Theproper way to delete pages is to redirect any them to the most relevant pagethat currently exists. As for moving pages, which includes anything thatchanges the URL of that page in any way, it’s equally important to redirect theold URL to the new one.

Inboth scenarios, a 301 redirect should generally be used. This tells searchengines that the old page has been permanently moved to the new location. Formost hosting platforms, this is best accomplished by adding the appropriateentry into your .htaccess file.

Ifyou’re unable to see a .htaccess file on your server, you may need to adjustthe settings on your FTP program to view hidden files.

Somespecialized hosting platforms may utilize a different method, so you mayneed to check with their support team to determine how to accomplish it.

Notperforming a full crawl after migration to and from the development environment

Regardlessof the method you use for migration you’re bound to run into some errors. Typically you’ll first migrate the live website into your developmentenvironment, and then later, send it back to the live server after you’ve madeand tested changes.

Onethat I run into frequently is links within content pointing to the wrong place.For example, within a page or post on the live website, you may have a linkthat points to:

Allis fine and good so far, right?

Butsometimes, while migrating the completed website back over to the live server,the content in pages and posts may still contain links pointing to the pageswithin the development environment.

Thisis just one example. There are countless links to content within a website —including links to the essential image, JavaScript, and CSS files.

Fortunately,the solution is simple. A tool like Screaming Frog, which runs from yourdesktop, or a cloud-based tool like SEMrush, can be used to crawl every singlelink within your website. This includes the text links visible on the frontend, as well as all of the links to image, JavaScript, and CSS files that aretucked away in the HTML of a website.

Besure to review all links to external sources once the new website has beenmigrated to the live server because any links pointing to your developmentenvironment will appear as external links — when you find “external links” thatshould really be internal links, you can make the appropriate corrections.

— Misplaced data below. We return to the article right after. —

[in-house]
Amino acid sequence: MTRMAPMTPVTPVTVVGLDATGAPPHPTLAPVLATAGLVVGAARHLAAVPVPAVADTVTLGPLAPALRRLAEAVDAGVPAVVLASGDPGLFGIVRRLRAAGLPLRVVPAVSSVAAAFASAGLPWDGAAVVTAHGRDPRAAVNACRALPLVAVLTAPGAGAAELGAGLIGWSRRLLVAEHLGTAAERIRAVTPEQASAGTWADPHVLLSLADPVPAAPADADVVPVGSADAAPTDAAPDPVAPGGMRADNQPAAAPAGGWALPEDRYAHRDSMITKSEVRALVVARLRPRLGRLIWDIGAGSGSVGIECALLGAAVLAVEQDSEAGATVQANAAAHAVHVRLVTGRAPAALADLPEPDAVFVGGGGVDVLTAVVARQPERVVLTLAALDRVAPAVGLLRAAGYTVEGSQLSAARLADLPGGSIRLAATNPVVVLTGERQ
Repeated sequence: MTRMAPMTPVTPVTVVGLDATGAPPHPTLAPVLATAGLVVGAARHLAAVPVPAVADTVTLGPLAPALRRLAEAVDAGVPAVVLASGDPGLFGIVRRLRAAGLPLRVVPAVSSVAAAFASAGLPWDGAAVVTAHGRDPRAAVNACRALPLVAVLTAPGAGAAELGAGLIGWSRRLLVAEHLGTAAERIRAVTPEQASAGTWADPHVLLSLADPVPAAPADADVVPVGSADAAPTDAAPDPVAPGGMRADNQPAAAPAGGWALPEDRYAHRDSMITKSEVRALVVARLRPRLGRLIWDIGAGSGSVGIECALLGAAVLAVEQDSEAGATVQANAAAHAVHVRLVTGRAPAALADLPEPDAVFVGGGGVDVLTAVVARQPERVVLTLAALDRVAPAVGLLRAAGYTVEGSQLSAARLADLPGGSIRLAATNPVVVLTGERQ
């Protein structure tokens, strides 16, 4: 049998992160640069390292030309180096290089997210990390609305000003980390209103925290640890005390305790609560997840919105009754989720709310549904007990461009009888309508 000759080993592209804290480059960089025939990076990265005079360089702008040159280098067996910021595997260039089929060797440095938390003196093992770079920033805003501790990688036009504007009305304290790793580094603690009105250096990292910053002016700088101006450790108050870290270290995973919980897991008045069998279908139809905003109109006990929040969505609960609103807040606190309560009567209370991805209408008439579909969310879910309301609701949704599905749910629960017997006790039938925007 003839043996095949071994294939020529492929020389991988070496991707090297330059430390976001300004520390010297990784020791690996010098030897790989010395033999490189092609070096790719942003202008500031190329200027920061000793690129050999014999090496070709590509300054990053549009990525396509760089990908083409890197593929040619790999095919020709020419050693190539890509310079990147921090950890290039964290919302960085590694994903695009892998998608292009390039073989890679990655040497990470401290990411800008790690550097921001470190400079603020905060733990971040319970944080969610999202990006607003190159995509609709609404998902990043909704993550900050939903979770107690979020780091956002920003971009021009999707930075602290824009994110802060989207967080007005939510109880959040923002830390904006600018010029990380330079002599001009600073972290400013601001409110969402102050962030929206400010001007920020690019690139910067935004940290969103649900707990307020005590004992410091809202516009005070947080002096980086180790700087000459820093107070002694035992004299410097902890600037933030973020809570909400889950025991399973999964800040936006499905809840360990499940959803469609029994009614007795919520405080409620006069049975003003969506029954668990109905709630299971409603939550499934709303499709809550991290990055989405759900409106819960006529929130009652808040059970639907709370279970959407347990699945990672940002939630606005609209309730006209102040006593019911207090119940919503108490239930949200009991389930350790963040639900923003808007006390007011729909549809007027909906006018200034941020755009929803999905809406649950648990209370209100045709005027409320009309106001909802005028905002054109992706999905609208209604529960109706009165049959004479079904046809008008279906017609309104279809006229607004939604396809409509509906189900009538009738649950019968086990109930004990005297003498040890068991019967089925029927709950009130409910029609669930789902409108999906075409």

Thisstep is essential after migrating in either direction, in order to preventpotentially catastrophic errors.

Failingto perform a complete function check on everything

Oncea redesigned website has been migrated to the live server, you need to do morethan quickly review a few pages to make sure things look OK. Instead, it’s essentialto physically test everything to make sure it not only looks right, butalso functions properly.

Thisincludes:

  • Contact forms.
  • E-commerce functionality.
  • Search capabilities.
  • Interactive tools.
  • Multimedia players.
  • Analytics.
  • Google Search Console / Bing Webmaster Tools verification.
  • Tracking pixels.
  • Dynamic ads.

Failingto reconfigure WordPress and plugins after migration to the live server

Rememberhow we talked about the importance of putting up a wall between yourdevelopment environment and the search engines’ crawlers? Well, it’s even moreimportant to tear that wall down after migrating the website to the liveserver.

Failingto do this is easy. It’s also devastating. In fact, it’s a mistake I madeseveral years ago.

Aftermigrating a client’s website to their live server, I forgot to uncheck the boxin Yoast SEO that told search engines not to crawl or index it. Unfortunately,no one noticed for a few days, at which point, the website had been almostcompletely dropped from Google’s index. Fortunately, they didn’t rely onorganic traffic, and, once I unchecked that box, the website was quicklyreindexed.

Because of the impact mistakes like these can have,it’s critical that after migration to the live server, you immediately checkthe configuration of WordPress as well as any plugins that could affect howsearch engines treat your website.

This includes plugins for:

  • SEO.
  • Redirection.
  • Sitemaps.
  • Schema.
  • Caching.

Neglectingto pay attention to detail

Noneof these mistakes are particularly complicated or difficult to avoid. Yousimply need to be aware of them, implement a plan to avoid them, and pay closeattention to detail.